You may already know that being flexible with your travel plans is a good way to save money—aiming for shoulder season vacations instead of the high season, for instance. Even if you can look at airfare options over a span of a few days instead of only having one day when you can fly, you stand a much better chance of finding a cheaper flight.
But flexibility isn’t always an easy option. The summer is Europe’s high season for a reason. The weather is reliably sunny, and that’s when your kids are out of school, after all. If summer is your only option, you may find cheaper fares in the first two weeks of June and the last two weeks of July.
And, if you want to take advantage of days when your office is closed, you might find killer deals on international flights over Thanksgiving weekend—most people are flying home for the holidays, not overseas. And, no matter when you’re traveling, try to avoid the days when it’s more expensive to fly (Fridays and Sundays) and aim for the days when it tends to be cheaper (Tuesdays, Wednesdays, and Saturdays).
Sign up for airfare alerts for specific trips
We’ve been tracking airfare on a near-constant basis since 2013, and one of the things we’ve learned is that it takes time—sometimes a lot of time—to stay on top of it all. Luckily for folks who don’t look at airfare as a full-time job, technology has a solution. You can sign up for fare alerts for any itineraries you’re looking at, and then you’ll get an email when the fare gets into the price range you want to pay. If your plans are still flexible, just note that you’ll need to set up an alert for each trip option. Or? You can join Going and let us do all the searching for you.
Europe remains the most popular continent for travelers, so getting there from the United States is pretty easy. Major international gateways like London, Paris, Amsterdam, Milan, Frankfurt, and Munich are extremely well-connected to the US with nonstop flights on multiple airlines, and there are a number of smaller airports around the continent that also have nonstop flights from the United States.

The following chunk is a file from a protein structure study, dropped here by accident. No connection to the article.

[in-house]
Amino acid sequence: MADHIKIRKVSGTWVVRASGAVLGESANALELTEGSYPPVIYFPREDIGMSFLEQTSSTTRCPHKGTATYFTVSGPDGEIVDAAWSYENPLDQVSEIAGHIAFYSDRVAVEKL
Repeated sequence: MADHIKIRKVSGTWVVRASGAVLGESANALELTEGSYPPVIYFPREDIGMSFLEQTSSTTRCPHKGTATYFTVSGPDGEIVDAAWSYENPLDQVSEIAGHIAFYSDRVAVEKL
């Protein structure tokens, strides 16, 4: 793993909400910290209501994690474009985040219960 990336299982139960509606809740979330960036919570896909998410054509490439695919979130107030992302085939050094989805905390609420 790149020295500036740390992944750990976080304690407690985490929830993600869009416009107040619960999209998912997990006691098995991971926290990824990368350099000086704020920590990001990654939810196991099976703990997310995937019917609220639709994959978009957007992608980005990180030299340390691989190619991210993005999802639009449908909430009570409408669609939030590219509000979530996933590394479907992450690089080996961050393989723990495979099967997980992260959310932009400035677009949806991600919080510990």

Frequently asked questions about flying to Europe
When is high season in Europe?
Europe’s high season is, generally speaking, the summer months of June-August. In many popular cities and countries, though, the high season has spread into May and September, too. Summer means warm weather (sometimes it’s downright hot, especially as you go south), and there are dozens of summer events and festivals throughout Europe that take advantage of nice summer weather.
In some parts of Europe, the Christmas and New Year holidays are a mini-high season in the middle of winter, too. This is especially true where there are famous holiday markets or celebrations.
When is the best time to visit Europe?
Europe is big enough that the weather can vary quite a bit, so the best time to go depends on where you want to be. Generally speaking, though, the shoulder seasons of March-May and September-November tend to offer a nice mix of pleasant weather, smaller crowds, and lower prices.
How many airports are there in Europe?
There are thousands of airports of varying size and busyness throughout Europe, and every European country has one main international airport through which the majority of visitors arrive. Some countries have several of these international gateways.